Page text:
The major concern with e-commerce taxation is the way accounts are accrued. Business operations can be run in another country without any physical presence. This calls for some major loopholes in taxation frameworks.

The irrationally inflated values of such e-commerce companies are based on market perception and also the purchasing power of the same market.

BEPS Action Plan-1: Dealing with Broader Tax Challenges

The report provides options to deal with taxation in a digital economy. While the detailed content is still unknown but India has incorporated various tax options into the plan.

These options do recognize the concept complexity and pose solutions like withholding tax, equalization levies in case of excise taxes and more.

Important Update: Finance Bill 2016 introduces Country-by-country Reporting

Indian companies that have consolidated global revenues of INR 5000 Crore or more will be required to maintain and furnish CBCRs to Indian tax authorities by a given date.

This report will entail the functions, income, profits and other details about all business activities carried out by the company in various countries. BEPS action plan calls for sharing of CBCRs between tax authorities of participating countries and at the same time, maintaining a high degree of confidentiality.

Plans to stop artificial avoidance of tax

There are various ways through which entrepreneurs and companies can evade taxation on foreign soil. However, companies should not be allowed to fragment local operations and escape tax on the grounds of exempted “preparatory or auxiliary” activities.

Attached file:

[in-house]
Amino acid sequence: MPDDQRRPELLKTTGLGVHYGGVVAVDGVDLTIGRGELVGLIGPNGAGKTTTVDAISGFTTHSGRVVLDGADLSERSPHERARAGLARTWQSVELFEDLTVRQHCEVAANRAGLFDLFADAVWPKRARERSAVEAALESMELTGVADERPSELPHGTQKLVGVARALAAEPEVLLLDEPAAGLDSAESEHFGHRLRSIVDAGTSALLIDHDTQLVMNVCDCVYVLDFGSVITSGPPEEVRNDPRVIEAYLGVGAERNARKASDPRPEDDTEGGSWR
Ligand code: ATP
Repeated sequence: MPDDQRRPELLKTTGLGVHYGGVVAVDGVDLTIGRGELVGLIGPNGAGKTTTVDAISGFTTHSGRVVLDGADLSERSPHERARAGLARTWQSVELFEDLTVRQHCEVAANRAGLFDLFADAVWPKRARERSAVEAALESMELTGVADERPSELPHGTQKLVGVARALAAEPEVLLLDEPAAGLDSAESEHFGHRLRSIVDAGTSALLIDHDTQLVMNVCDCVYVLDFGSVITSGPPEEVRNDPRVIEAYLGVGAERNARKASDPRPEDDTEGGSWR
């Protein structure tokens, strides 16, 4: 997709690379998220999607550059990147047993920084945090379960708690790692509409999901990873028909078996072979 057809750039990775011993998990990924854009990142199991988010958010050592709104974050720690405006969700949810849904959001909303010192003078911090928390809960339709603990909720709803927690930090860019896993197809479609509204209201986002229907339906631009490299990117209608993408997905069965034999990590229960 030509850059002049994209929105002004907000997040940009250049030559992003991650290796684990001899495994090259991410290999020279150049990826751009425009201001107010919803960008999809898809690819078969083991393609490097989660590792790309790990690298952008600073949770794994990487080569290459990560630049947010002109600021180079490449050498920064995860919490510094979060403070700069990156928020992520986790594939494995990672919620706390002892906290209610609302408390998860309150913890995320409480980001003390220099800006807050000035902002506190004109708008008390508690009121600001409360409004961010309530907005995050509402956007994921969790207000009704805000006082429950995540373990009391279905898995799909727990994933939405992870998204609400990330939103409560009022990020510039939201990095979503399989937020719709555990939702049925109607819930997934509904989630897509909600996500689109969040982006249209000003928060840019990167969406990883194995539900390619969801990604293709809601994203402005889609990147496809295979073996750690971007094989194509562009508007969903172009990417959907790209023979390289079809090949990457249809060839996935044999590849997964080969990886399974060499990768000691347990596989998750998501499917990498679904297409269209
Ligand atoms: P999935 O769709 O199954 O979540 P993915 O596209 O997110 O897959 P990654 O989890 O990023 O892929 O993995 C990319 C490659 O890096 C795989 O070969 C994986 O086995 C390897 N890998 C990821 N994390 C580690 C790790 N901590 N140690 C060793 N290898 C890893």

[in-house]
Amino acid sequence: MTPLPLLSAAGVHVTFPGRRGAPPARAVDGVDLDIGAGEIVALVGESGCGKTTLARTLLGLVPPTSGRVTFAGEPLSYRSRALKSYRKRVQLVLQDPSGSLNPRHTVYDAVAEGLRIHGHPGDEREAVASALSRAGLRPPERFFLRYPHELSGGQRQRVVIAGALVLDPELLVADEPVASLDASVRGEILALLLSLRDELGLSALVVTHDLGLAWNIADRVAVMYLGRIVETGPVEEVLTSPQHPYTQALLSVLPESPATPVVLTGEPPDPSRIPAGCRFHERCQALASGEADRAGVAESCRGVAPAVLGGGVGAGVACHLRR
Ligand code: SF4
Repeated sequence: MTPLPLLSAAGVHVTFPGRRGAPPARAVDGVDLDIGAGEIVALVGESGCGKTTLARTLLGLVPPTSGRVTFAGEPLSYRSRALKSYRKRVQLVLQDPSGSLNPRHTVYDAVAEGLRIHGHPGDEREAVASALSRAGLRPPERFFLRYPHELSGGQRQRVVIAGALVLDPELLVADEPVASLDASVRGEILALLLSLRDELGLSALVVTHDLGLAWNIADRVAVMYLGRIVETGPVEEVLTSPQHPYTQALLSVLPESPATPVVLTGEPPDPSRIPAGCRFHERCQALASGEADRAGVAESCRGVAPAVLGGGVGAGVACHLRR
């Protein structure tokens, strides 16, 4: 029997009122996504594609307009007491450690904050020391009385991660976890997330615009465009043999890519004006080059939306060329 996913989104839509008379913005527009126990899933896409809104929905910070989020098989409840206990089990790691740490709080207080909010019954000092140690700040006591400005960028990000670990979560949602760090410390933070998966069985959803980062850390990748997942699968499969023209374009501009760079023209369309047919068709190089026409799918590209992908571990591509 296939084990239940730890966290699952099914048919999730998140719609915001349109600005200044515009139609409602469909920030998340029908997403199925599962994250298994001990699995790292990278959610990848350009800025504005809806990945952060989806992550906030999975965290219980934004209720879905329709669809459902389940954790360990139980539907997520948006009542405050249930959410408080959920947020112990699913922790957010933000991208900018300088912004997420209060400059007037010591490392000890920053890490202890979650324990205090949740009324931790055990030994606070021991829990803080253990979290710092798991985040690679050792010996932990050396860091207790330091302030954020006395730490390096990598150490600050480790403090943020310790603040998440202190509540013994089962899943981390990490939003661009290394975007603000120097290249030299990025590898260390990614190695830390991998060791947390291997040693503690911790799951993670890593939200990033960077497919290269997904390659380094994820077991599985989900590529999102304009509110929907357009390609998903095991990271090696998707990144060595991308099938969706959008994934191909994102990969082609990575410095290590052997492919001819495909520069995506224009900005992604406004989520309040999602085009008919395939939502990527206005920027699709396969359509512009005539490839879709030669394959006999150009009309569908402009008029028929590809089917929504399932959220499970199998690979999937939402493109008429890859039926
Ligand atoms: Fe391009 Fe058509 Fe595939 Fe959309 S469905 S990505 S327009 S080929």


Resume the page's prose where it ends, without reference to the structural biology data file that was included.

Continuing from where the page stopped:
Under new tax laws, a country will only be able to tax business profits if the operations are carried through a permanent establishment in that country.

However, certain activities though carried out from a fixed place of business, are treated as preparatory and auxiliary and do not create a PE. Hence no taxing rights arise. BEPS aims at plugging this artificial avoidance of tax.


As an individual, it is hard to get a complete grip on the entire tax framework in any economy.

Therefore, as a business, you should make sure that your financial team is up to date and compliant with your country’s tax norms as well as the international tax regulations if you operate on a global scale!

As far as major taxation is concerned, apart from VAT, Sales and Service tax, there is always the final corporate tax that you pay on your net profits.

Stay busy!

Understanding Indian Taxation Laws for Digital Companies